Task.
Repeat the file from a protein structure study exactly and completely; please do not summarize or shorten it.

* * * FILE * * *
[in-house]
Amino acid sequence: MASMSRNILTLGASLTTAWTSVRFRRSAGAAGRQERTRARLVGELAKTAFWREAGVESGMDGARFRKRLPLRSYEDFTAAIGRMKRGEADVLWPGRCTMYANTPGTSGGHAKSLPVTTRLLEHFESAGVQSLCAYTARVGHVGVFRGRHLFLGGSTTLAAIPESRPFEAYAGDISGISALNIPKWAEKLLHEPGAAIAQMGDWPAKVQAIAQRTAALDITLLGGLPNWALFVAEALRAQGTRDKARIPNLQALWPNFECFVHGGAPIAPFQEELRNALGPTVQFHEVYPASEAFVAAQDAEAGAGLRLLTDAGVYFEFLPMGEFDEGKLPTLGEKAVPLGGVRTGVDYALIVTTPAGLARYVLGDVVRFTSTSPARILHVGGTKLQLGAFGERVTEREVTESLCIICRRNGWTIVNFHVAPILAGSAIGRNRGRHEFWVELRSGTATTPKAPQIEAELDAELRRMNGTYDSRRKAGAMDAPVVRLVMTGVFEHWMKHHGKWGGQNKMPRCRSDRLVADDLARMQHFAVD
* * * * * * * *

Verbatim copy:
[in-house]
Amino acid sequence: MASMSRNILTLGASLTTAWTSVRFRRSAGAAGRQERTRARLVGELAKTAFWREAGVESGMDGARFRKRLPLRSYEDFTAAIGRMKRGEADVLWPGRCTMYANTPGTSGGHAKSLPVTTRLLEHFESAGVQSLCAYTARVGHVGVFRGRHLFLGGSTTLAAIPESRPFEAYAGDISGISALNIPKWAEKLLHEPGAAIAQMGDWPAKVQAIAQRTAALDITLLGGLPNWALFVAEALRAQGTRDKARIPNLQALWPNFECFVHGGAPIAPFQEELRNALGPTVQFHEVYPASEAFVAAQDAEAGAGLRLLTDAGVYFEFLPMGEFDEGKLPTLGEKAVPLGGVRTGVDYALIVTTPAGLARYVLGDVVRFTSTSPARILHVGGTKLQLGAFGERVTEREVTESLCIICRRNGWTIVNFHVAPILAGSAIGRNRGRHEFWVELRSGTATTPKAPQIEAELDAELRRMNGTYDSRRKAGAMDAPVVRLVMTGVFEHWMKHHGKWGGQNKMPRCRSDRLVADDLARMQHFAVD